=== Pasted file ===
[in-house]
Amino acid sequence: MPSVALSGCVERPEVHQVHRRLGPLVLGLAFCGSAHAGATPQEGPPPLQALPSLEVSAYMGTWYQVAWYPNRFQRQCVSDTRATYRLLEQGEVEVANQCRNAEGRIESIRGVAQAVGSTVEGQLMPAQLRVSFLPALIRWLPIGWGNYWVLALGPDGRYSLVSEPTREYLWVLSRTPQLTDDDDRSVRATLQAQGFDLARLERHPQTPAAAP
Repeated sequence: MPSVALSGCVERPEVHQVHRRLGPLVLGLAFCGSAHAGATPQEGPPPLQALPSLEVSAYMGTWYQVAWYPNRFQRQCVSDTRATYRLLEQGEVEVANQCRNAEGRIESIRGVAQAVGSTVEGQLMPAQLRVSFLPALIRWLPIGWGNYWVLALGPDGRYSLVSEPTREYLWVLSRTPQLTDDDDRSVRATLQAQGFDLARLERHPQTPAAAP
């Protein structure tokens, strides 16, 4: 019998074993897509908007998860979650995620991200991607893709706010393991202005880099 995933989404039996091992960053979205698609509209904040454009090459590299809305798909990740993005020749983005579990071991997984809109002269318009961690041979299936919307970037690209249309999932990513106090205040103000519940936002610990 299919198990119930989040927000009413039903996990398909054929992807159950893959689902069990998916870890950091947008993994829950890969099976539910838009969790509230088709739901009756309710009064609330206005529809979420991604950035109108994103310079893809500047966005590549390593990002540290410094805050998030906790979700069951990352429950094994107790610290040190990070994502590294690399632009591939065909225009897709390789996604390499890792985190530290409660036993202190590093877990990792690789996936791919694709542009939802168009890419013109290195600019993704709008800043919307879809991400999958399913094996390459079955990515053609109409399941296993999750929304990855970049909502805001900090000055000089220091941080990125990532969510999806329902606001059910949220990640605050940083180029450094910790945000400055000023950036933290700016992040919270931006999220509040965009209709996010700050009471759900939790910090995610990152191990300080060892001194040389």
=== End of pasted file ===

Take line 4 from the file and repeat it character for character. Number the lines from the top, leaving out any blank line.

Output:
């Protein structure tokens, strides 16, 4: 019998074993897509908007998860979650995620991200991607893709706010393991202005880099 995933989404039996091992960053979205698609509209904040454009090459590299809305798909990740993005020749983005579990071991997984809109002269318009961690041979299936919307970037690209249309999932990513106090205040103000519940936002610990 299919198990119930989040927000009413039903996990398909054929992807159950893959689902069990998916870890950091947008993994829950890969099976539910838009969790509230088709739901009756309710009064609330206005529809979420991604950035109108994103310079893809500047966005590549390593990002540290410094805050998030906790979700069951990352429950094994107790610290040190990070994502590294690399632009591939065909225009897709390789996604390499890792985190530290409660036993202190590093877990990792690789996936791919694709542009939802168009890419013109290195600019993704709008800043919307879809991400999958399913094996390459079955990515053609109409399941296993999750929304990855970049909502805001900090000055000089220091941080990125990532969510999806329902606001059910949220990640605050940083180029450094910790945000400055000023950036933290700016992040919270931006999220509040965009209709996010700050009471759900939790910090995610990152191990300080060892001194040389």